A serial killer is on the loose and FBI agents Joe Merriwether (Jeffrey Dean Morgan) and Katherine Cowles (Abbie Cornish) are trying to stop him from killing again. Merriwether brings in his old friend John Clancy (Anthony Hopkins), a doctor with acute psychic abilities. Joe hopes John will help them find the serial killer. The psychic aspect of this story is what gives “Solace” added appeal.
As Clancy delves into the cases, he realizes that all of the victims were about to endure terrible physical suffering due to major illnesses, whether diagnosed or not yet detected. In addition, Clancy discovers that the killer (Colin Farrell) also has psychic abilities, which are more acute than his own. How do you find someone when they know everything you are going to do and think before you do?
Clancy is conflicted about finding the killer. After all, he is helping the people and not taking the lives of those who would not soon suffer tremendously. In a sense, he is saving them from that experience as well as their families. And the way in which he kills the people is instant and without pain. In a sense, they basically die peacefully and without suffering.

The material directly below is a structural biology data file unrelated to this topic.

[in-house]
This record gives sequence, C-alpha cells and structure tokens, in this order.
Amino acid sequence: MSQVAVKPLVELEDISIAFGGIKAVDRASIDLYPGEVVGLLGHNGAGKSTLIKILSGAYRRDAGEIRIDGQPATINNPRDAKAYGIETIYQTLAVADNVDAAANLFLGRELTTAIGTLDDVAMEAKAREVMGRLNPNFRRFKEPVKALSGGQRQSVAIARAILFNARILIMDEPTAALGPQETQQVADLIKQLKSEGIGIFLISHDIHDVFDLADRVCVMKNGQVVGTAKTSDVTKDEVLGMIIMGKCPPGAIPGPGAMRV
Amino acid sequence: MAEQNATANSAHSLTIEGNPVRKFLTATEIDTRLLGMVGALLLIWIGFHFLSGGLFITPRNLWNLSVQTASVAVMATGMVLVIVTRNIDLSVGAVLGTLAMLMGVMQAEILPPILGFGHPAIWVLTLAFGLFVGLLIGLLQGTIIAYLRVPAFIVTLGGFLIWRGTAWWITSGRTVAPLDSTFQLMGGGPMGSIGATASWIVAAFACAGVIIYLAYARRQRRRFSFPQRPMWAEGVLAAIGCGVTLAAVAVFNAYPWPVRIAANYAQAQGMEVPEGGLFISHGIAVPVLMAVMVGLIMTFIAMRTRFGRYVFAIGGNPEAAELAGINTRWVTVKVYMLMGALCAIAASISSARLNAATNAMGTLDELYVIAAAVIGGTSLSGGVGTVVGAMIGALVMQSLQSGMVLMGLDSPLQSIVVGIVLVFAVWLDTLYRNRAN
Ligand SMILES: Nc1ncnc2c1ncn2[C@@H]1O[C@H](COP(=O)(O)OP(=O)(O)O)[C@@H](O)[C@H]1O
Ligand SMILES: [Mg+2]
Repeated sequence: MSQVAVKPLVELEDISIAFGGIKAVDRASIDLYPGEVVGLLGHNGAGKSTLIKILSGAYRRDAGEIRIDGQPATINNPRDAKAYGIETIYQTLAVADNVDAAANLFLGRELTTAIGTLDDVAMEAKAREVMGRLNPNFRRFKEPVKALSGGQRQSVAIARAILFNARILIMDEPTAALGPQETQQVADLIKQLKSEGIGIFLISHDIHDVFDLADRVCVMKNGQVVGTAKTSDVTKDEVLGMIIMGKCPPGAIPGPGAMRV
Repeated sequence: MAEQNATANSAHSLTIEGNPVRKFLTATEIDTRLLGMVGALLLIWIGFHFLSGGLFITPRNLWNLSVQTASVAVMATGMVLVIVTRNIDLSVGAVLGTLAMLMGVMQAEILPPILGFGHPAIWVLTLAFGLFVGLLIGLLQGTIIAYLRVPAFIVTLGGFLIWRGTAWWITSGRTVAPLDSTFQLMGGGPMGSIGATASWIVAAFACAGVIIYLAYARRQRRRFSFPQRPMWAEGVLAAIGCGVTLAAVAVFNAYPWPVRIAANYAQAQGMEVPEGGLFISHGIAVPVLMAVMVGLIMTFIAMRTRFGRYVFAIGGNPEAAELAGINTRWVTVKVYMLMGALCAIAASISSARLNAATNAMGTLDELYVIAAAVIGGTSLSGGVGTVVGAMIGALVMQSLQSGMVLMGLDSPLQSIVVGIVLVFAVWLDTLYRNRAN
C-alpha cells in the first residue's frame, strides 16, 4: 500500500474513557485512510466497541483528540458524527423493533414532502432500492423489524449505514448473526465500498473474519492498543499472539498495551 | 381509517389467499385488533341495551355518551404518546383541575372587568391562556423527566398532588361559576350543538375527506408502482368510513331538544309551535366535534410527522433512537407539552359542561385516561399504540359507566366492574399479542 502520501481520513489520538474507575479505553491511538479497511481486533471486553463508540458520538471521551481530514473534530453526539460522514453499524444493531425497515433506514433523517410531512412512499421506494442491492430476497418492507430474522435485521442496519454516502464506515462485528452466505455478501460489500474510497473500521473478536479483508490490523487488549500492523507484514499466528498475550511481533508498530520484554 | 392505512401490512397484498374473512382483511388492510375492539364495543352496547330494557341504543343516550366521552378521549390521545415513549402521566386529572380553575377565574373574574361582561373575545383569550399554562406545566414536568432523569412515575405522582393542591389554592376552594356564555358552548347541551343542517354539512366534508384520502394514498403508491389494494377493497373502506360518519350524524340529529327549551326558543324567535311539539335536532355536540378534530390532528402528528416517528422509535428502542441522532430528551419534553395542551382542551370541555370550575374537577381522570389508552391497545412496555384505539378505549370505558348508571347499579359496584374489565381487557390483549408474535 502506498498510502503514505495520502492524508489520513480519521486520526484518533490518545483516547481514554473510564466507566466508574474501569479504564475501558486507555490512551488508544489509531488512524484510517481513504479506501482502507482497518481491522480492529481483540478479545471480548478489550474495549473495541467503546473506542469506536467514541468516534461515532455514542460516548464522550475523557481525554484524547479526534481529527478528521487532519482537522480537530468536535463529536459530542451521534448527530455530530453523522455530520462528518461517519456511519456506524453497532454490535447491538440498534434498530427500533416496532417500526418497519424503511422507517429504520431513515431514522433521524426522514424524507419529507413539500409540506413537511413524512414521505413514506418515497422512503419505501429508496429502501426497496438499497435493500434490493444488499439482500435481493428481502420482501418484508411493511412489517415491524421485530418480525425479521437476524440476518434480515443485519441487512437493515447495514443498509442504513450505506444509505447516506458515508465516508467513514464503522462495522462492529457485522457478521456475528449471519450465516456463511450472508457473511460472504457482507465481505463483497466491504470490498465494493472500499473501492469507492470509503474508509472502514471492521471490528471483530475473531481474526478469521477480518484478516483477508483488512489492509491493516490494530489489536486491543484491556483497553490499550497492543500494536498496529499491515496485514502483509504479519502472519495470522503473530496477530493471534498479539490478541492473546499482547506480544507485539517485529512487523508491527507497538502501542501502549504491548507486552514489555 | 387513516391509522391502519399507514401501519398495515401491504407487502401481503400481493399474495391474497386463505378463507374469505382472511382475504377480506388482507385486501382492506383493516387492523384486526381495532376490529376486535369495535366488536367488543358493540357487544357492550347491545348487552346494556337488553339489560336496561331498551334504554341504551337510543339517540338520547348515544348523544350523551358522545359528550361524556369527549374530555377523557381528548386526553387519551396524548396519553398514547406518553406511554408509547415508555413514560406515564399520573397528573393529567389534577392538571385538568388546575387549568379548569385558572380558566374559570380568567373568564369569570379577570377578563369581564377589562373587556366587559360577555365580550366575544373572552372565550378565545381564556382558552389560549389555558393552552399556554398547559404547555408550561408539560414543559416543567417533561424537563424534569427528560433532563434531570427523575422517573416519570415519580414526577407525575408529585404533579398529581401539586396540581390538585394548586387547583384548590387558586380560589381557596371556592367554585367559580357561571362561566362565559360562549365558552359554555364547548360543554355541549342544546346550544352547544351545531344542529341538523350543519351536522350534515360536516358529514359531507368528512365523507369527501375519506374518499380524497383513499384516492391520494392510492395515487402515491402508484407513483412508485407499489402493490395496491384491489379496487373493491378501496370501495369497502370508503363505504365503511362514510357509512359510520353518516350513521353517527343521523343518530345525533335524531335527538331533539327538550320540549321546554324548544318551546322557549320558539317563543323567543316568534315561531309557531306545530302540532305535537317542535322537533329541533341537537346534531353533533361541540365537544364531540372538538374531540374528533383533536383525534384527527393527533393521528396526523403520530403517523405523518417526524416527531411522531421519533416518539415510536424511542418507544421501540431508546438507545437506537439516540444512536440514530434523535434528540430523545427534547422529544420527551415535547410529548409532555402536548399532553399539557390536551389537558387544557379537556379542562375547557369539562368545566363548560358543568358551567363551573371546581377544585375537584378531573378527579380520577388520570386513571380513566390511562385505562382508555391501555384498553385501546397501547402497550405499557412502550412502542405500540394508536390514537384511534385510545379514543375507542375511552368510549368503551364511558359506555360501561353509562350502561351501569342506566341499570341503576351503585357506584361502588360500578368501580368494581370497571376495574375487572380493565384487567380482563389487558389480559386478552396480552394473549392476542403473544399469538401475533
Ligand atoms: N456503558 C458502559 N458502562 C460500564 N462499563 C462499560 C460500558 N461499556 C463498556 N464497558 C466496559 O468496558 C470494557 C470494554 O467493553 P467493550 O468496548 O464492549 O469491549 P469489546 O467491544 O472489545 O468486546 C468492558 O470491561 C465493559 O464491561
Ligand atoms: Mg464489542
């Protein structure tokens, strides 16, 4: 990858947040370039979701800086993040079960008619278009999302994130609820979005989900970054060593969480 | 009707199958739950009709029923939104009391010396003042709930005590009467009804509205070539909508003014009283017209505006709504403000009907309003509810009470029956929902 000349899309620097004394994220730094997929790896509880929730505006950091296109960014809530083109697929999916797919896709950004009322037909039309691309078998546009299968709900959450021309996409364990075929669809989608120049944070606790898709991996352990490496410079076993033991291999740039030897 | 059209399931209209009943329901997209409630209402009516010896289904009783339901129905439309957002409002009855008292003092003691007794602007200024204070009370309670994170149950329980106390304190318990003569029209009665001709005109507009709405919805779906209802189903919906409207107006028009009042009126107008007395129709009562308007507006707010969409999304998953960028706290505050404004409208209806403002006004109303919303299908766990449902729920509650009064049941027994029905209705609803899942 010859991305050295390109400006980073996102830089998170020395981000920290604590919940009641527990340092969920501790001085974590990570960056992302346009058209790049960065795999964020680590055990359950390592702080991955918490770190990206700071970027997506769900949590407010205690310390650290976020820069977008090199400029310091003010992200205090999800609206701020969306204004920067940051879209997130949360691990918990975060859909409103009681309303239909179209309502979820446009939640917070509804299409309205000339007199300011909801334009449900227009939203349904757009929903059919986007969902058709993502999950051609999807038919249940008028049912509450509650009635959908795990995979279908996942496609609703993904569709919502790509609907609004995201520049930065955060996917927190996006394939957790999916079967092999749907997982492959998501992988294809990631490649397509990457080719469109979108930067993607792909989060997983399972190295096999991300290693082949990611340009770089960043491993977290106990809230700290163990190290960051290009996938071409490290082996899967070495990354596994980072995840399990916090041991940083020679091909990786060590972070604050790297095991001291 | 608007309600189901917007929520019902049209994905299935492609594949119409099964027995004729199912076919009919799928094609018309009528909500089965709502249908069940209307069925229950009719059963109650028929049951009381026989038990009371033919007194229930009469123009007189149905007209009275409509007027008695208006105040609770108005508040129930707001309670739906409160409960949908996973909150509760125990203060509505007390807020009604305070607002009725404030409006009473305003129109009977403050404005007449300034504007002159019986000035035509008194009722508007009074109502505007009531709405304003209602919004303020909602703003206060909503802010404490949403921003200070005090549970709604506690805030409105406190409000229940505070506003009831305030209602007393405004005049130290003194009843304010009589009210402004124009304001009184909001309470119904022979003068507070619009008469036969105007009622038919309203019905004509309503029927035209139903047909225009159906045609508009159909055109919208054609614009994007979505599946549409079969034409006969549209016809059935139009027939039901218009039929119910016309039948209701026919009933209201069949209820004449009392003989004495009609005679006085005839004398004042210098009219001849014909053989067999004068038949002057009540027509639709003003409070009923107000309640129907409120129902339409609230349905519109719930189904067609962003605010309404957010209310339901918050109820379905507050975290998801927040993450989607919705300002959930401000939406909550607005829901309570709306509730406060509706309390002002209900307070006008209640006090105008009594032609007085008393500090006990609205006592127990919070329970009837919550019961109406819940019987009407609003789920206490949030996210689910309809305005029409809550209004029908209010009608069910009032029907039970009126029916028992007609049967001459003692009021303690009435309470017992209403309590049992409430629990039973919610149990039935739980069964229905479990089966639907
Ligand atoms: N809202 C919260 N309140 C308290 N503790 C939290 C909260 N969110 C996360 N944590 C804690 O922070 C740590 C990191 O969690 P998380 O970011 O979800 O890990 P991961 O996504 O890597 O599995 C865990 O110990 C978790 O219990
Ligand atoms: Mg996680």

The cinematography in the film is amazing as the flashbacks and flash-forwards experienced by Clancy pop into his head. While the viewers try to put the pieces of the puzzle together, along with Clancy, they are confronted with the same human/civil rights issue.
Hopkins is outstanding, as usual. The bonus features look at the making of the film and the casting of the actors. Hopkins’ onscreen performances with both Jeffrey Dean Morgan and Colin Farrell are noteworthy.
On the surface, this is a very intriguing story, with a serial killer on the loose and two psychics battling each other. The other aspect of the film will strike a chord with many viewers. The idea of mercy-killings, assisted suicide, and death with dignity is becoming a focus around the world. Why do people have to suffer? Are we not all entitled to a peaceful death?
“Sometimes the greatest acts of love are the hardest acts to commit.”
“Solace” is an interesting crime drama, psychic drama, and social comment drama. The acting is superb. The film is rated R for violence and bloody images throughout, sexuality, nudity, and language. With Anthony Hopkins at the helm, you can’t go wrong watching this if you’re in the mood for an intriguing drama.